Photographs by Osamu Kanemura.
Osiris Co., Tokyo, 2001. 102 pp., 80 duotone illustrations, 11¼x9".
I know an American photographer who works in Japan,
shooting interiors. I asked if she had tried any exteriors or
cityscapes, and she almost visibly shuddered. When I
saw the results of a few attempts at them, I saw her frustration:
the control that she exerted on small spaces, and
the relative composure of the interiors she shot, was
practically lost in urban Japan. There is no such thing as
unobstructed field of view, and power lines hang in dense
clumps that shoot out on new trajectories at every street
and alley. It’s a compositional nightmare. But it’s the
substance of Kanemura’s work, reportedly taken while
on newspaper routes across Tokyo: maximalist compositions
whose vanishing points carom off apartment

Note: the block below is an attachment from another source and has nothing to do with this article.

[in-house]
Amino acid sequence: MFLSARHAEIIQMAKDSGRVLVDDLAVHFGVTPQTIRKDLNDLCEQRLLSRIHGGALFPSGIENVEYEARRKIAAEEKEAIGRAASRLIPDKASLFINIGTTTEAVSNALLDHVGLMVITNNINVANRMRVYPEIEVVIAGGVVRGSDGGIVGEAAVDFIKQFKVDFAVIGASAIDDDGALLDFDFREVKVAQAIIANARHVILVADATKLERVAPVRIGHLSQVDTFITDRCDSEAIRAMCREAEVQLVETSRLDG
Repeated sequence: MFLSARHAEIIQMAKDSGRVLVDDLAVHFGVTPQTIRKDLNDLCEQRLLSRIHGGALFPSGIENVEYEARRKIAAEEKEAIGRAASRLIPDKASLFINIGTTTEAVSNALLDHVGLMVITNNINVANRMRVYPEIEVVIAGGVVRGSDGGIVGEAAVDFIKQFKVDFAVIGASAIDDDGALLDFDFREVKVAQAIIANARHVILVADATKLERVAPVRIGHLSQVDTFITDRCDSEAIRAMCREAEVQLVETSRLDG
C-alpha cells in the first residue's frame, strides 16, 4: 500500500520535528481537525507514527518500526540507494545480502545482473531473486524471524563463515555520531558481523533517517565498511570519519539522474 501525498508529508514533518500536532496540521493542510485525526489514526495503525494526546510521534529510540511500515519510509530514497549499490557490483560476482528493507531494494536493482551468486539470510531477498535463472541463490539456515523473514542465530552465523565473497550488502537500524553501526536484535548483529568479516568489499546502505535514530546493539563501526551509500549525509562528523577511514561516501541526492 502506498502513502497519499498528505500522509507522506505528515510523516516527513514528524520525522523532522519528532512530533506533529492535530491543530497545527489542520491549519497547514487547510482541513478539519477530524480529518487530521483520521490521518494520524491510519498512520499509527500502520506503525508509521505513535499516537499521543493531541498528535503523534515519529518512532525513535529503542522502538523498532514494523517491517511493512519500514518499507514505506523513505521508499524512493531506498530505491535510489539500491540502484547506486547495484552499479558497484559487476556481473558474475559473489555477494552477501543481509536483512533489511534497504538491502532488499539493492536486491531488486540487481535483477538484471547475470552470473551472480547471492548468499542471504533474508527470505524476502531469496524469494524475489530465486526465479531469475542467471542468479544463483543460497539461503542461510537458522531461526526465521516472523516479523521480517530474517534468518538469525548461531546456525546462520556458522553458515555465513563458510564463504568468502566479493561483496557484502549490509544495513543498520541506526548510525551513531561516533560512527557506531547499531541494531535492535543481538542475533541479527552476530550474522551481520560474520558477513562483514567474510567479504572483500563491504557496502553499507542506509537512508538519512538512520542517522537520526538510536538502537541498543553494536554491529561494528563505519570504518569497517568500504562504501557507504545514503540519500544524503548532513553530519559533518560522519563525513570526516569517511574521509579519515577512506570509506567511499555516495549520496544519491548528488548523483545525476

blocks, street poles, hoardings and bicycle handles. But
Kanemura counterintuitively works with the density,
often foregrounding a significant obstacle, anchoring the
picture with an unlovely but inescapable feature. The
book is printed quite dark, which accentuates the graphic
claustrophobia; the only breaks in the book come in
the form of two separate sheets printed with a metallic
ink on one side. These breaks don’t seem to relate to
anything, but they provide a welcome break for those
who find the visual experience maddening. Kanemura
may be attempting some kind of integration with this
project; the unconscious response in the city, and perhaps
with such work, is to keep moving and walk briskly
in order to let the chaos blur into a fog of geometry. The
“strategy” here is to get tangled up in it all. ALAN RAPP
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